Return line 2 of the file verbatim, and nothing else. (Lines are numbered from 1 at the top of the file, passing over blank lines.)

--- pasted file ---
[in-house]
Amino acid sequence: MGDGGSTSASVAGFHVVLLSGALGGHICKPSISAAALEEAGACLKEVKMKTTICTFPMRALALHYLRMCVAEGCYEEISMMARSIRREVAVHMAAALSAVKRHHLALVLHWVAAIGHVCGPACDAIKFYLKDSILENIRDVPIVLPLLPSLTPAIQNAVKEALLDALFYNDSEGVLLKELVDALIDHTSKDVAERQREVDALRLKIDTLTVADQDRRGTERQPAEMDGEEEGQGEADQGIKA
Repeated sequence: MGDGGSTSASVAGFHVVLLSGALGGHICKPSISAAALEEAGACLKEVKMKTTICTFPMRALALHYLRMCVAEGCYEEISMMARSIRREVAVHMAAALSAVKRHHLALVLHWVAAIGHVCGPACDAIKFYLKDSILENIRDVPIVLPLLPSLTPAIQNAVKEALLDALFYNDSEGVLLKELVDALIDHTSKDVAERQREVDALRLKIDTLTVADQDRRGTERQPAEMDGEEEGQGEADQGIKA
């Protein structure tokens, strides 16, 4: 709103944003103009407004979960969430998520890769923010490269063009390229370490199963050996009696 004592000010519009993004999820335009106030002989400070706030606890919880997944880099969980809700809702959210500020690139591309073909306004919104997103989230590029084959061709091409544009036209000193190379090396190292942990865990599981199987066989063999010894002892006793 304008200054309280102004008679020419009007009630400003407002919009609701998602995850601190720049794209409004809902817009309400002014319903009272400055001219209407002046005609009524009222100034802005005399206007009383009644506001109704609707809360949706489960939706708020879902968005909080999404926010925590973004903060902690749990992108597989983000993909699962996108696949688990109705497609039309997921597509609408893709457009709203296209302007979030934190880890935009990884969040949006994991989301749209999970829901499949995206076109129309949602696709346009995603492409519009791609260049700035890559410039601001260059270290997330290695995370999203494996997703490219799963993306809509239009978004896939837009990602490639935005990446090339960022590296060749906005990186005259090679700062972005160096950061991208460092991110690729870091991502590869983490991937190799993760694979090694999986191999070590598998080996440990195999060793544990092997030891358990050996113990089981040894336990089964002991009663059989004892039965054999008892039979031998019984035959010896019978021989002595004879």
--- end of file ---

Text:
Amino acid sequence: MGDGGSTSASVAGFHVVLLSGALGGHICKPSISAAALEEAGACLKEVKMKTTICTFPMRALALHYLRMCVAEGCYEEISMMARSIRREVAVHMAAALSAVKRHHLALVLHWVAAIGHVCGPACDAIKFYLKDSILENIRDVPIVLPLLPSLTPAIQNAVKEALLDALFYNDSEGVLLKELVDALIDHTSKDVAERQREVDALRLKIDTLTVADQDRRGTERQPAEMDGEEEGQGEADQGIKA